Fluoride Action Network


The present study aimed to investigate the association between bone diseases and community water fluoridation (CWF). An ecological study with a natural experiment design was conducted in Cheongju, South Korea, from 1 January 2004 to 31 December 2013. The community water fluoridation program was implemented in Cheongju and divided into CWF and non-CWF areas. To observe adverse health effects related to bone diseases, we conducted a spatio-temporal analysis of the prevalence of hip fracture, osteoporosis, and bone cancer in residents who have lived in CWF and non-CWF areas using National Health Insurance Service data. First, we used standardized incidence ratios to estimate the disease risk. Second, the hierarchical Bayesian Poisson spatio-temporal regression model was used to investigate the association between the selected bone diseases and CWF considering space and time interaction. The method for Bayesian estimation was based on the R-integrated nested Laplace approximation (INLA). Comparing the CWF area with the non-CWF area, there was no clear evidence that exposure to CWF increased health risks at the town level in Cheongju since CWF was terminated after 2004. The posterior relative risks (RR) of hip fracture was 0.95 (95% confidence intervals 0.87, 1.05) and osteoporosis was 0.94 (0.87, 1.02). The RR in bone cancer was a little high because the sample size very small compared to the other bone diseases (RR = 1.20 (0.89, 1.61)). The relative risk of selected bone diseases (hip fractures, osteoporosis, and bone cancer) increased over time but did not increase in the CWF area compared to non-CWF areas. CWF has been used to reduce dental caries in all population groups and is known for its cost-effectiveness. These findings suggest that CWF is not associated with adverse health risks related to bone diseases. This study provides scientific evidence based on a natural experiment design. It is necessary to continue research on the well-designed epidemiological studies and develop public health prevention programs to help in make suitable polices.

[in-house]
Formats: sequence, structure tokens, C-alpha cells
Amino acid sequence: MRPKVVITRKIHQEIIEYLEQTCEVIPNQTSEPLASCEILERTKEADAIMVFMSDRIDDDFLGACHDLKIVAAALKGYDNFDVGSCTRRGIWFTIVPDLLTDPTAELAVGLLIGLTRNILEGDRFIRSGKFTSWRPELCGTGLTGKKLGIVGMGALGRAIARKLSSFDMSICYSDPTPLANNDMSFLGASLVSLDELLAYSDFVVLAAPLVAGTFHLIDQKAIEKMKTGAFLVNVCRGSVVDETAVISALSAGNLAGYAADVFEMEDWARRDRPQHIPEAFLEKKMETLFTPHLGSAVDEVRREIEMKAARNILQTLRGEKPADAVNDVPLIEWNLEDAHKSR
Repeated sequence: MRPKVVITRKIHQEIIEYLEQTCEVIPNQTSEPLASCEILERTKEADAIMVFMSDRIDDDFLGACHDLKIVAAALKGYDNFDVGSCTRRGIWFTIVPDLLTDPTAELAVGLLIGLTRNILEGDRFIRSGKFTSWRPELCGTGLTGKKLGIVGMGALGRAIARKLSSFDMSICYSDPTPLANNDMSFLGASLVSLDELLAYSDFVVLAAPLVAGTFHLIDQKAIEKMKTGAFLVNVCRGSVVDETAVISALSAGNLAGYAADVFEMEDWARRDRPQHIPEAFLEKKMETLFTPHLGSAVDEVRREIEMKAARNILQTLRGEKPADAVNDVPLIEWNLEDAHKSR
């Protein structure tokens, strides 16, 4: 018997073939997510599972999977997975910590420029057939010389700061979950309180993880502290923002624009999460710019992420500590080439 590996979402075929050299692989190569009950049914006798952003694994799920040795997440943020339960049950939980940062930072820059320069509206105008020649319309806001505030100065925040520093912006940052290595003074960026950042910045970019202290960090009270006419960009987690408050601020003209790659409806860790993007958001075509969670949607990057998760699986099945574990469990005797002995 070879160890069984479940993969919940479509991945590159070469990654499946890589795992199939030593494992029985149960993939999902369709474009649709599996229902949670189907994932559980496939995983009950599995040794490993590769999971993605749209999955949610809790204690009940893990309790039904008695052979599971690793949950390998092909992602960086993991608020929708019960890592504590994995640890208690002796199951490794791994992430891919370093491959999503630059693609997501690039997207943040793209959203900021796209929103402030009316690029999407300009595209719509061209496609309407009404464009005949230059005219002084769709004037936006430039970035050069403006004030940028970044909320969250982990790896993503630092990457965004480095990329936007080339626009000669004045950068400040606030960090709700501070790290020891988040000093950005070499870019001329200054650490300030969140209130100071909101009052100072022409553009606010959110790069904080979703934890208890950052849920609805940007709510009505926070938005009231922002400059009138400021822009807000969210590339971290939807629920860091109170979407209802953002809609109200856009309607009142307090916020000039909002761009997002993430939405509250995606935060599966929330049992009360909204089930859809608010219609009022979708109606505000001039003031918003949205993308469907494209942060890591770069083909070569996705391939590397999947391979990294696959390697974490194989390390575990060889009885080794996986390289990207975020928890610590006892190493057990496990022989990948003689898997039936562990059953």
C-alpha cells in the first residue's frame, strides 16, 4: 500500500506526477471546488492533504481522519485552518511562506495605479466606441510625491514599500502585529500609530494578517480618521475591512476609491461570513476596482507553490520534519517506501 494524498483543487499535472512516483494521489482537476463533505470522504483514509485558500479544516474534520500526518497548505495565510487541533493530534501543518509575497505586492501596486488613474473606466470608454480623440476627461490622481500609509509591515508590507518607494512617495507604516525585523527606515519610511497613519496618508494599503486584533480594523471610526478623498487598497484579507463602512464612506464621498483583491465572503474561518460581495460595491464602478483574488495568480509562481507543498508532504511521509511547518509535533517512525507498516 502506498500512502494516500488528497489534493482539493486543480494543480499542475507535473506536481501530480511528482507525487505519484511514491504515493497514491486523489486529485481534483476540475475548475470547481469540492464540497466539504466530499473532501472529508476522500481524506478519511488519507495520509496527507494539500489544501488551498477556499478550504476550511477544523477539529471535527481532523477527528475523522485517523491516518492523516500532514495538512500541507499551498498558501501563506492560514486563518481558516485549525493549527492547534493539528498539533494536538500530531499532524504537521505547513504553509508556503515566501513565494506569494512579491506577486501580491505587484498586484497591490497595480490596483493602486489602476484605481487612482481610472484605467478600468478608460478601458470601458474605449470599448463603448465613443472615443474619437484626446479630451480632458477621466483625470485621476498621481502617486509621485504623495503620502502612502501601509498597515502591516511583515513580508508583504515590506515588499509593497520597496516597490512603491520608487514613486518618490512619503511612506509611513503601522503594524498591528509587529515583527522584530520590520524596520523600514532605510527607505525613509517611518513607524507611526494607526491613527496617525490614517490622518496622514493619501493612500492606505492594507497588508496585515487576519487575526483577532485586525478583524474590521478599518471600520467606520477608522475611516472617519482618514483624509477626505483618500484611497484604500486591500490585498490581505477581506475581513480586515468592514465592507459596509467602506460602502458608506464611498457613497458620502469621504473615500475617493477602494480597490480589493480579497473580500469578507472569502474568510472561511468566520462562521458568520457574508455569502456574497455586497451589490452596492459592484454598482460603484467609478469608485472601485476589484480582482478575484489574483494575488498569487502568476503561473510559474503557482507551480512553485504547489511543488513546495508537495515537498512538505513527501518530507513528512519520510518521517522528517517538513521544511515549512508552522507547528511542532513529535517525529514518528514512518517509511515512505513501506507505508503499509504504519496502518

*Original article online at https://www.mdpi.com/1660-4601/17/24/9170


Funding: This research was supported by a grant of the Division of Oral Health Policy, Ministry of Health and Welfare, Republic of Korea in 2014.


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